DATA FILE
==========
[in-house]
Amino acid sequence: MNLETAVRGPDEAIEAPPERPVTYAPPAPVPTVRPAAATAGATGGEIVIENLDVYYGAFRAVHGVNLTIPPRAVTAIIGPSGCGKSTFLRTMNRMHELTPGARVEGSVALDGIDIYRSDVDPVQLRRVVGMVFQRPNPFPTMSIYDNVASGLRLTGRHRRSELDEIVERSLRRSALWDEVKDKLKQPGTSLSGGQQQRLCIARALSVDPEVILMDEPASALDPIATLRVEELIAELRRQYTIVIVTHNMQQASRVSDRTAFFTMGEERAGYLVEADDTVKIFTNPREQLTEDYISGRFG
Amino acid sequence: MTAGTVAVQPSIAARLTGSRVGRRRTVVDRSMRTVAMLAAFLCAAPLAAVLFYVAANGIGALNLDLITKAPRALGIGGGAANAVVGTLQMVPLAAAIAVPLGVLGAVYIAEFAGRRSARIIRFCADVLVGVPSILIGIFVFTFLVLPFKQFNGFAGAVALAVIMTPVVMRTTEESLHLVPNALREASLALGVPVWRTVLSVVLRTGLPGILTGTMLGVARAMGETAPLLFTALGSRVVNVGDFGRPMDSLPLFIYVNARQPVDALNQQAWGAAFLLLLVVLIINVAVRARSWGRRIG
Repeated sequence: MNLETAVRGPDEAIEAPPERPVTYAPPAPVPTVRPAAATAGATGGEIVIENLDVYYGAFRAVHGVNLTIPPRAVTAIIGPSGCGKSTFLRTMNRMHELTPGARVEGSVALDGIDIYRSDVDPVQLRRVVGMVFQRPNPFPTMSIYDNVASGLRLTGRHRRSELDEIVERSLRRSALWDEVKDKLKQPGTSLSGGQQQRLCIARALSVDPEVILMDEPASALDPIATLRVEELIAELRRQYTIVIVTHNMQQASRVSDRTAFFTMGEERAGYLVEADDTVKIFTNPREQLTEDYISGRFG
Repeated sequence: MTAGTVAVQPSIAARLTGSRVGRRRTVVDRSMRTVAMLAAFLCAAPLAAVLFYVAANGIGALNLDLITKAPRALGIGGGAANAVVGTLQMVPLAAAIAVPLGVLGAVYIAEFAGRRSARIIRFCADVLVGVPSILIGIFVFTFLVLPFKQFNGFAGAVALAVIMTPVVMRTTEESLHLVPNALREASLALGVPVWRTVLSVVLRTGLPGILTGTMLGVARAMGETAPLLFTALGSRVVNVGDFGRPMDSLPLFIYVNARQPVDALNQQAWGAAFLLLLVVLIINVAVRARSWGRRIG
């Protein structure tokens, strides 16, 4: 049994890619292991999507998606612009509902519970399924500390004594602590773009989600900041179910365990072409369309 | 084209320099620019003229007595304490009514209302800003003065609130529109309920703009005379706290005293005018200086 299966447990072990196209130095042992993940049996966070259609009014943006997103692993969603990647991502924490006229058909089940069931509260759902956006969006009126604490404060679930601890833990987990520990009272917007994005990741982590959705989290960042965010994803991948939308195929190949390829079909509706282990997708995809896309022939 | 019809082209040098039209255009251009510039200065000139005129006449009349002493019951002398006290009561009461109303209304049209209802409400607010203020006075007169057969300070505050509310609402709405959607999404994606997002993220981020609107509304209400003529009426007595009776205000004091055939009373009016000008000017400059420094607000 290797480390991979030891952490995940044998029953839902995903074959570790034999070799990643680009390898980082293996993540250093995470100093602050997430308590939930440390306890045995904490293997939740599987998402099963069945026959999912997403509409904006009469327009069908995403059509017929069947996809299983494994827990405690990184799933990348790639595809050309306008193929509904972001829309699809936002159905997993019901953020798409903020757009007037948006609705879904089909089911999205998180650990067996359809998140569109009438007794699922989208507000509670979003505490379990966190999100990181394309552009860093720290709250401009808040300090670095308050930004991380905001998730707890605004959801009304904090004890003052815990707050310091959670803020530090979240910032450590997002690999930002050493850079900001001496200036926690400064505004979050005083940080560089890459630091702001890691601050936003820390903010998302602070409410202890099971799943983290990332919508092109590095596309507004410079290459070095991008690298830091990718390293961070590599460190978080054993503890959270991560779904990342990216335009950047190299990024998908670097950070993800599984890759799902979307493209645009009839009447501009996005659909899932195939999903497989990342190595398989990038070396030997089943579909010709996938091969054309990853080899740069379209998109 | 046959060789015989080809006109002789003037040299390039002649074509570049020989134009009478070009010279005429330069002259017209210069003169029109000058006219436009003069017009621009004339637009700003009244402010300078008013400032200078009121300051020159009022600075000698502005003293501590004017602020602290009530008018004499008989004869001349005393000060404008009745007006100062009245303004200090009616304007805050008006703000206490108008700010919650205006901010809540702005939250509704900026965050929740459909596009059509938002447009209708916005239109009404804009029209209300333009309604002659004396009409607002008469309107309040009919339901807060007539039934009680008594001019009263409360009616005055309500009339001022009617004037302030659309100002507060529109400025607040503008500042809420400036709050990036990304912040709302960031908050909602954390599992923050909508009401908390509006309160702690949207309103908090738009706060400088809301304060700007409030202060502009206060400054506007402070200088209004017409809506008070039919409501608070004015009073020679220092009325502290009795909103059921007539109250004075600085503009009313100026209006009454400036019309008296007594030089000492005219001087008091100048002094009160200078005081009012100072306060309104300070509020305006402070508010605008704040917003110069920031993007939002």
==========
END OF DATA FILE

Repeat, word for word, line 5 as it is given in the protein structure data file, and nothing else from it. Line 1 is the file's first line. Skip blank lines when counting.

Repeated sequence: MTAGTVAVQPSIAARLTGSRVGRRRTVVDRSMRTVAMLAAFLCAAPLAAVLFYVAANGIGALNLDLITKAPRALGIGGGAANAVVGTLQMVPLAAAIAVPLGVLGAVYIAEFAGRRSARIIRFCADVLVGVPSILIGIFVFTFLVLPFKQFNGFAGAVALAVIMTPVVMRTTEESLHLVPNALREASLALGVPVWRTVLSVVLRTGLPGILTGTMLGVARAMGETAPLLFTALGSRVVNVGDFGRPMDSLPLFIYVNARQPVDALNQQAWGAAFLLLLVVLIINVAVRARSWGRRIG